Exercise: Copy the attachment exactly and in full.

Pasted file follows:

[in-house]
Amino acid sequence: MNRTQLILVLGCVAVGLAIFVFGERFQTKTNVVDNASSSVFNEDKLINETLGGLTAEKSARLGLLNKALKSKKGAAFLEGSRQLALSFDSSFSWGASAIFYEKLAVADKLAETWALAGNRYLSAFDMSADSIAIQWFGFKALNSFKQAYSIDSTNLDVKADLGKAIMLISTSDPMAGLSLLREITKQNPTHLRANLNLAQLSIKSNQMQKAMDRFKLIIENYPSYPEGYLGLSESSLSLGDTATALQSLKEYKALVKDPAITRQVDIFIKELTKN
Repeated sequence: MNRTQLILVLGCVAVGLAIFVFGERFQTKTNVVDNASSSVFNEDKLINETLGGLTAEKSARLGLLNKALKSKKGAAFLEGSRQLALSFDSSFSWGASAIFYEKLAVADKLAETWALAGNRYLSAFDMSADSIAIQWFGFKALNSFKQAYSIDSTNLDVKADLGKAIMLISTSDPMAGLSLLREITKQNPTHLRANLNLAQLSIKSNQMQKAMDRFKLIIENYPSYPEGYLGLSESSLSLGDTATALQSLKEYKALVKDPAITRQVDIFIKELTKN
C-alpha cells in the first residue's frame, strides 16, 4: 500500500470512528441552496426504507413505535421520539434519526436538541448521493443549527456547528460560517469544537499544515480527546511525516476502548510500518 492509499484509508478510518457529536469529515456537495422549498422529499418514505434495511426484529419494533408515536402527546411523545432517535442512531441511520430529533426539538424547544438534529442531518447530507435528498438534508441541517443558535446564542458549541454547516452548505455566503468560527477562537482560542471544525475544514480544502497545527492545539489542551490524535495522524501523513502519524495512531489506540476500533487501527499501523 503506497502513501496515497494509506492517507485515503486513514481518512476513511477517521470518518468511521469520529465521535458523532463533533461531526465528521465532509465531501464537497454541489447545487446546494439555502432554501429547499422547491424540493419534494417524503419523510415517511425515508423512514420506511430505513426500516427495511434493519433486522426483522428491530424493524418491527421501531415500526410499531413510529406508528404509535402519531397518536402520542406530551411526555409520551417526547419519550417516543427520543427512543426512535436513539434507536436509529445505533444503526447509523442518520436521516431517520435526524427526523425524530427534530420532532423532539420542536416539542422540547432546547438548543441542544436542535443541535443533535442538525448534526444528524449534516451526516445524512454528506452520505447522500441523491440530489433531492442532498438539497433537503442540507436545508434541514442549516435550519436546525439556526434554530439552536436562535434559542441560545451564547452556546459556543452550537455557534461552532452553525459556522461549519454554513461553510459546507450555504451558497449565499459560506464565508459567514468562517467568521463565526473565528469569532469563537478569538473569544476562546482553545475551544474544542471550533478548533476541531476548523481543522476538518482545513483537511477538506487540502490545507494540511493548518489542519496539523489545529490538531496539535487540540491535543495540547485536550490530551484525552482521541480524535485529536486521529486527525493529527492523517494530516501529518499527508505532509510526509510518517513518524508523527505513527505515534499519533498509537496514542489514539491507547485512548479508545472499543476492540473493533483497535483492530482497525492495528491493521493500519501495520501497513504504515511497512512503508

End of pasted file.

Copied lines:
[in-house]
Amino acid sequence: MNRTQLILVLGCVAVGLAIFVFGERFQTKTNVVDNASSSVFNEDKLINETLGGLTAEKSARLGLLNKALKSKKGAAFLEGSRQLALSFDSSFSWGASAIFYEKLAVADKLAETWALAGNRYLSAFDMSADSIAIQWFGFKALNSFKQAYSIDSTNLDVKADLGKAIMLISTSDPMAGLSLLREITKQNPTHLRANLNLAQLSIKSNQMQKAMDRFKLIIENYPSYPEGYLGLSESSLSLGDTATALQSLKEYKALVKDPAITRQVDIFIKELTKN
Repeated sequence: MNRTQLILVLGCVAVGLAIFVFGERFQTKTNVVDNASSSVFNEDKLINETLGGLTAEKSARLGLLNKALKSKKGAAFLEGSRQLALSFDSSFSWGASAIFYEKLAVADKLAETWALAGNRYLSAFDMSADSIAIQWFGFKALNSFKQAYSIDSTNLDVKADLGKAIMLISTSDPMAGLSLLREITKQNPTHLRANLNLAQLSIKSNQMQKAMDRFKLIIENYPSYPEGYLGLSESSLSLGDTATALQSLKEYKALVKDPAITRQVDIFIKELTKN
C-alpha cells in the first residue's frame, strides 16, 4: 500500500470512528441552496426504507413505535421520539434519526436538541448521493443549527456547528460560517469544537499544515480527546511525516476502548510500518 492509499484509508478510518457529536469529515456537495422549498422529499418514505434495511426484529419494533408515536402527546411523545432517535442512531441511520430529533426539538424547544438534529442531518447530507435528498438534508441541517443558535446564542458549541454547516452548505455566503468560527477562537482560542471544525475544514480544502497545527492545539489542551490524535495522524501523513502519524495512531489506540476500533487501527499501523 503506497502513501496515497494509506492517507485515503486513514481518512476513511477517521470518518468511521469520529465521535458523532463533533461531526465528521465532509465531501464537497454541489447545487446546494439555502432554501429547499422547491424540493419534494417524503419523510415517511425515508423512514420506511430505513426500516427495511434493519433486522426483522428491530424493524418491527421501531415500526410499531413510529406508528404509535402519531397518536402520542406530551411526555409520551417526547419519550417516543427520543427512543426512535436513539434507536436509529445505533444503526447509523442518520436521516431517520435526524427526523425524530427534530420532532423532539420542536416539542422540547432546547438548543441542544436542535443541535443533535442538525448534526444528524449534516451526516445524512454528506452520505447522500441523491440530489433531492442532498438539497433537503442540507436545508434541514442549516435550519436546525439556526434554530439552536436562535434559542441560545451564547452556546459556543452550537455557534461552532452553525459556522461549519454554513461553510459546507450555504451558497449565499459560506464565508459567514468562517467568521463565526473565528469569532469563537478569538473569544476562546482553545475551544474544542471550533478548533476541531476548523481543522476538518482545513483537511477538506487540502490545507494540511493548518489542519496539523489545529490538531496539535487540540491535543495540547485536550490530551484525552482521541480524535485529536486521529486527525493529527492523517494530516501529518499527508505532509510526509510518517513518524508523527505513527505515534499519533498509537496514542489514539491507547485512548479508545472499543476492540473493533483497535483492530482497525492495528491493521493500519501495520501497513504504515511497512512503508